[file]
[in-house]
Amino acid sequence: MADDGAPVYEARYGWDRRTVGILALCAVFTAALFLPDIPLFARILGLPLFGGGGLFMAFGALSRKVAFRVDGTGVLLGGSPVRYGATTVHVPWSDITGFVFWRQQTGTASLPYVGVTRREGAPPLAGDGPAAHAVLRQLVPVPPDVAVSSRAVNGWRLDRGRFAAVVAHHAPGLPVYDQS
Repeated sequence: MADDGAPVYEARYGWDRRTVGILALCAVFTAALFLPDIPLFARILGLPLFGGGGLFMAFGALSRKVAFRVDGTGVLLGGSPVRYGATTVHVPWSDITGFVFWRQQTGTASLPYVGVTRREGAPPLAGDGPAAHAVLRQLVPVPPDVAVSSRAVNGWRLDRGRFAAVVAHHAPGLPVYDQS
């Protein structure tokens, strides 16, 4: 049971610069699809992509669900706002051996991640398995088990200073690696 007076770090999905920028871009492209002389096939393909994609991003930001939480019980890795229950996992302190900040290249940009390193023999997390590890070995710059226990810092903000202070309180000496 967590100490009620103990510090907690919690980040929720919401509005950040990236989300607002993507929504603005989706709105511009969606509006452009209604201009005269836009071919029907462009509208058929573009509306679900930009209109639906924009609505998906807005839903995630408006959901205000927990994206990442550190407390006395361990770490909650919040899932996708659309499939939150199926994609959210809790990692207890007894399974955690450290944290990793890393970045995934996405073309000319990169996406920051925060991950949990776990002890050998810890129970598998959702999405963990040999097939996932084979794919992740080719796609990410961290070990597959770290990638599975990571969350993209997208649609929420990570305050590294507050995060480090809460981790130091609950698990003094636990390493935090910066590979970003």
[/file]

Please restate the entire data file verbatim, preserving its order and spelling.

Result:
[in-house]
Amino acid sequence: MADDGAPVYEARYGWDRRTVGILALCAVFTAALFLPDIPLFARILGLPLFGGGGLFMAFGALSRKVAFRVDGTGVLLGGSPVRYGATTVHVPWSDITGFVFWRQQTGTASLPYVGVTRREGAPPLAGDGPAAHAVLRQLVPVPPDVAVSSRAVNGWRLDRGRFAAVVAHHAPGLPVYDQS
Repeated sequence: MADDGAPVYEARYGWDRRTVGILALCAVFTAALFLPDIPLFARILGLPLFGGGGLFMAFGALSRKVAFRVDGTGVLLGGSPVRYGATTVHVPWSDITGFVFWRQQTGTASLPYVGVTRREGAPPLAGDGPAAHAVLRQLVPVPPDVAVSSRAVNGWRLDRGRFAAVVAHHAPGLPVYDQS
């Protein structure tokens, strides 16, 4: 049971610069699809992509669900706002051996991640398995088990200073690696 007076770090999905920028871009492209002389096939393909994609991003930001939480019980890795229950996992302190900040290249940009390193023999997390590890070995710059226990810092903000202070309180000496 967590100490009620103990510090907690919690980040929720919401509005950040990236989300607002993507929504603005989706709105511009969606509006452009209604201009005269836009071919029907462009509208058929573009509306679900930009209109639906924009609505998906807005839903995630408006959901205000927990994206990442550190407390006395361990770490909650919040899932996708659309499939939150199926994609959210809790990692207890007894399974955690450290944290990793890393970045995934996405073309000319990169996406920051925060991950949990776990002890050998810890129970598998959702999405963990040999097939996932084979794919992740080719796609990410961290070990597959770290990638599975990571969350993209997208649609929420990570305050590294507050995060480090809460981790130091609950698990003094636990390493935090910066590979970003």